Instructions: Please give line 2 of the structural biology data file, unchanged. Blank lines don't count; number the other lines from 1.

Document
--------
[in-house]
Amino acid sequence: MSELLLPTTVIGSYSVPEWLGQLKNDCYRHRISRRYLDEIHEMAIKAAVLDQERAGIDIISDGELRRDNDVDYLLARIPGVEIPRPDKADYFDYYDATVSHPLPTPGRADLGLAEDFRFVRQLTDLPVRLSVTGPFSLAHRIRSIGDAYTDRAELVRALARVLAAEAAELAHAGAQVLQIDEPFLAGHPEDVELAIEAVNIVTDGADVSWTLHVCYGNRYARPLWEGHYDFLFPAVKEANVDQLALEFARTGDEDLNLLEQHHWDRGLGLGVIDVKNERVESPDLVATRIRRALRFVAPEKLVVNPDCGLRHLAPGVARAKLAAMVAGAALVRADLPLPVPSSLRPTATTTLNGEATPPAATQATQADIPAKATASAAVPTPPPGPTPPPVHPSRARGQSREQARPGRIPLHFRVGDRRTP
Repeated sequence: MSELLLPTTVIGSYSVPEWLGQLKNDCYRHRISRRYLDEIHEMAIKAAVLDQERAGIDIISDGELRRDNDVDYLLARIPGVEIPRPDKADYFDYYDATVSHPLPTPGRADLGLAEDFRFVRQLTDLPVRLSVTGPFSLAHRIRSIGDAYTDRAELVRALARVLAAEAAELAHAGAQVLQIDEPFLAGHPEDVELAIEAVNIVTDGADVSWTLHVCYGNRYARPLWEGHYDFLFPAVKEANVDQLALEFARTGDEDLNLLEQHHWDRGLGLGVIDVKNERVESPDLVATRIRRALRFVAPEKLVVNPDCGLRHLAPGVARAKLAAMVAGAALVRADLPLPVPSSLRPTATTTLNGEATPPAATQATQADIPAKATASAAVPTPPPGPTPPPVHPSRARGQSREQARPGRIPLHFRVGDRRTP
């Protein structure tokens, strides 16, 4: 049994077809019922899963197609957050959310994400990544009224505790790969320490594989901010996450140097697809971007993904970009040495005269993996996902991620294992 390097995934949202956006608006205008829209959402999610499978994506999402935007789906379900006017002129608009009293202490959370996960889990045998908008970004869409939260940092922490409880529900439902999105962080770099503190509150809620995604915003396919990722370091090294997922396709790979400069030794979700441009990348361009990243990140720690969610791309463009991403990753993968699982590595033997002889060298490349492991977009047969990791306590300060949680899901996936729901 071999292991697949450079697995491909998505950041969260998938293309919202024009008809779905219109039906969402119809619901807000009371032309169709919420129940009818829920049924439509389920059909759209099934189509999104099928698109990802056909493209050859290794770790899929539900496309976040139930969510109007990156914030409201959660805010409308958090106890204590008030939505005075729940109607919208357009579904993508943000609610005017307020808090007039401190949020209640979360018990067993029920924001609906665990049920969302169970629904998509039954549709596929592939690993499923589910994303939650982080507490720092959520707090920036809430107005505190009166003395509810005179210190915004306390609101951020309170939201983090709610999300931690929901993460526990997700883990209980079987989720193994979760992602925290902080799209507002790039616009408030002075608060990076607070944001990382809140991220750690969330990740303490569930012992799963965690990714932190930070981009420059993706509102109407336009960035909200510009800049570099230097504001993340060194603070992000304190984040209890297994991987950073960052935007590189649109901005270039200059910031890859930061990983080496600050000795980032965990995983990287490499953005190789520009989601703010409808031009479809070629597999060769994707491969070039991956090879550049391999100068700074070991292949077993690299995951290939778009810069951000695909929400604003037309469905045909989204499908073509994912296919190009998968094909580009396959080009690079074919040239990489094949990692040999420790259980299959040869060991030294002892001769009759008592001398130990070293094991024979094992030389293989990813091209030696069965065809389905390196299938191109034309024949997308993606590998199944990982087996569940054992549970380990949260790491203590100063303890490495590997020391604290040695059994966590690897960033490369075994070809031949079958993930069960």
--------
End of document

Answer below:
Amino acid sequence: MSELLLPTTVIGSYSVPEWLGQLKNDCYRHRISRRYLDEIHEMAIKAAVLDQERAGIDIISDGELRRDNDVDYLLARIPGVEIPRPDKADYFDYYDATVSHPLPTPGRADLGLAEDFRFVRQLTDLPVRLSVTGPFSLAHRIRSIGDAYTDRAELVRALARVLAAEAAELAHAGAQVLQIDEPFLAGHPEDVELAIEAVNIVTDGADVSWTLHVCYGNRYARPLWEGHYDFLFPAVKEANVDQLALEFARTGDEDLNLLEQHHWDRGLGLGVIDVKNERVESPDLVATRIRRALRFVAPEKLVVNPDCGLRHLAPGVARAKLAAMVAGAALVRADLPLPVPSSLRPTATTTLNGEATPPAATQATQADIPAKATASAAVPTPPPGPTPPPVHPSRARGQSREQARPGRIPLHFRVGDRRTP